KC0BXT's Ham Shack


You are visitor number since 09/13/97


KC0BXT is my amateur radio callsign. My name is John Tobler and I am sometimes known by the "handle" Cyberjet. I officially became a ham on September 8, 1997, when the Federal Communications Commission (FCC) recognized that I had passed all examination requirements to become a General Class amateur radio operator. At that time, the FCC issued my callsign and placed my licensing information into the FCC's amateur radio operator database.

I just opened KC0BXT's Ham Shack here on QSL.NET and I haven't had much time to plan what I will eventually put here. For now, if you wish to know more about my involvement in amateur radio, please visit Cyberjet's Hamlet, which is the amateur radio-oriented area of my main site, Cyberjet's Hyperport.


KC0BXT -- A "Know Code" Ham

[Image: Vibroplex Deluxe Original Bug]
Here's a picture of my "bug", a Vibroplex Deluxe Original.

I am a "Know Code" ham. That means I feel amateur radio operators should learn the International Morse code. I support keeping the Morse code requirement as mandatory for priveleges on the high-frequency (HF) bands. People who do not wish to learn the Morse code can get a Technician Class license that allows them to operate on the very-high-frequency (VHF) and ultra-high-frequency (UHF) bands.

Firstly, the HF bands allow worldwide communications. At this time, Morse code remains the one international language understood by radio amateurs throughout the world. Using Morse code and certain special communication conventions, such as the "Q-signals", amateur operators from completely different countries, cultures, and languages are able to communicate. I happen to think this is globally important.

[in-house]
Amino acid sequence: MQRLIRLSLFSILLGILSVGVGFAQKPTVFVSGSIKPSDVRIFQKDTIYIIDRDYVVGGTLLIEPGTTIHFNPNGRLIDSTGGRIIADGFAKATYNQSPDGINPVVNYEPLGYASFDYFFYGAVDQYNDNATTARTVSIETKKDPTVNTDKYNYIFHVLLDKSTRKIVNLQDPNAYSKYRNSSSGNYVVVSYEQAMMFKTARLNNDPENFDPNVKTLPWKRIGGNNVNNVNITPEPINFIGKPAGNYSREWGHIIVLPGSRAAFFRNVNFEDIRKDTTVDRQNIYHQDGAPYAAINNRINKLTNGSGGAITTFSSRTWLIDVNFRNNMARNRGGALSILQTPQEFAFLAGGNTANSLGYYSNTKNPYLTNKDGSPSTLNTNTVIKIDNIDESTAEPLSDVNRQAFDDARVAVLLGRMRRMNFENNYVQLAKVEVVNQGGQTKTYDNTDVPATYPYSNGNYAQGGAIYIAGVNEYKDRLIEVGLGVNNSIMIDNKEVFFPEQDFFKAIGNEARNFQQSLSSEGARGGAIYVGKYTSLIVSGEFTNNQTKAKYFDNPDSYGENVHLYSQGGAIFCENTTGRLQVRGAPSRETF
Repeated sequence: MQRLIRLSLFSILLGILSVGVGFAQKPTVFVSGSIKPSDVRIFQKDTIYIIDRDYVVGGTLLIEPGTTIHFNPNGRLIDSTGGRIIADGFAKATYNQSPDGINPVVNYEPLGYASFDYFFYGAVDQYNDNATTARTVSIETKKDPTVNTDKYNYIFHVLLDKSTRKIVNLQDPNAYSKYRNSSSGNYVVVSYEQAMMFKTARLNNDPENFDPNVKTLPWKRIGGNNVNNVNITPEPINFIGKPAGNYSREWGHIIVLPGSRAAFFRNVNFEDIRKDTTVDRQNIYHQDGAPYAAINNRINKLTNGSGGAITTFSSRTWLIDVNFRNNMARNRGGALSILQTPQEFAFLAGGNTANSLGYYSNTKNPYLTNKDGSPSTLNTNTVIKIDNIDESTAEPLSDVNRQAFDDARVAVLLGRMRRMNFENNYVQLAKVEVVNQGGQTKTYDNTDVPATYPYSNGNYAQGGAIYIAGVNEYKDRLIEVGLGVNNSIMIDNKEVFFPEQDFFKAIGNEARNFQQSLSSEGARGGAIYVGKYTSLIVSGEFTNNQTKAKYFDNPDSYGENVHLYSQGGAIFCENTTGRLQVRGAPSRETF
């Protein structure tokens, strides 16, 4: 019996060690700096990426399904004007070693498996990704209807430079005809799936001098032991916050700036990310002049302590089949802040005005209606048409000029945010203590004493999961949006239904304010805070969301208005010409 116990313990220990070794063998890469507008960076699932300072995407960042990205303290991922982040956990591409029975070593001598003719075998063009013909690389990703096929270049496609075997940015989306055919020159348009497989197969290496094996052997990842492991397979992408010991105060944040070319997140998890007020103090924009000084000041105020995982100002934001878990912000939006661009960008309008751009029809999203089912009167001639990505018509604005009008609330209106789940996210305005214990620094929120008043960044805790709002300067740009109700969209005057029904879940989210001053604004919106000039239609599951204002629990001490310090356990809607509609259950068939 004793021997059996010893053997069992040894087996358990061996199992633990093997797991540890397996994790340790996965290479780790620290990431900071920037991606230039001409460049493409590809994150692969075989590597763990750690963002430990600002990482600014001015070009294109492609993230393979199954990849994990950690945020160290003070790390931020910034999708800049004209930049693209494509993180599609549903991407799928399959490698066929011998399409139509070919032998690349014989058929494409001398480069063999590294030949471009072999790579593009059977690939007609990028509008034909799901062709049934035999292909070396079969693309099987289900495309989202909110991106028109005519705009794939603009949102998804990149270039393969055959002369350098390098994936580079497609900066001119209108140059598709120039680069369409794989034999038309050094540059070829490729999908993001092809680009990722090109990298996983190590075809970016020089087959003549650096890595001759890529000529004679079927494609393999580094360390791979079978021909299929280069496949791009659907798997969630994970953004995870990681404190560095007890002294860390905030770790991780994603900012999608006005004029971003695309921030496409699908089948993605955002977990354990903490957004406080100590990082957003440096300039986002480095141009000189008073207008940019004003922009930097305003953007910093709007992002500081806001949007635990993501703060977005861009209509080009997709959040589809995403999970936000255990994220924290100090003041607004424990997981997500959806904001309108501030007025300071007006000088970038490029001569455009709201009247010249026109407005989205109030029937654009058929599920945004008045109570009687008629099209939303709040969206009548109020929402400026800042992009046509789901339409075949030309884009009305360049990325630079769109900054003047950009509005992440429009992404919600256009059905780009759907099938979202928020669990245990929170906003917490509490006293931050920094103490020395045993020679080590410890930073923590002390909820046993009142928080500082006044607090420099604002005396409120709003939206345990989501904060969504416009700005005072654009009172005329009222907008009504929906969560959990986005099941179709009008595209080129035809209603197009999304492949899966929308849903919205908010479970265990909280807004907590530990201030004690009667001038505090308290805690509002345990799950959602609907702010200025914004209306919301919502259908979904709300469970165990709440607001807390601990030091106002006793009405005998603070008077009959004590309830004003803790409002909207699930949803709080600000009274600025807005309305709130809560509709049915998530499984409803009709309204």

Secondly, I support the Morse code requirement because "continuous wave" (CW) transmission represents the technically simplest and most efficient mode of radio communication. All CW requires is a simple radio signal (carrier wave) modulated with an on-off switch (key). You just can't get any simpler or more band-width-efficient than that. If radio operators cannot transmit a good CW signal, then they're unlikely to do better with any more complicated radio communication mode.

Thirdly, CW is still the cheapest amateur radio mode. I do not want to see the day when amateur radio is available only to the economically advantaged. Even in 1997, you can build or buy a fully-functioning CW-capable radio station for less than $100 US.

While I've only mentioned three reasons for retaining the Morse code requirement, I could list many more. Let me summarize by saying that I believe not only that Morse code was historically significant to the entire development of amateur radio, but also that it remains important to amateur radio today.


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This page last updated on 10/13/1997
You can reach KC0BXT by e-mail at: kc0bxt@qsl.net
Copyright © 1996, John E. Tobler. All rights reserved.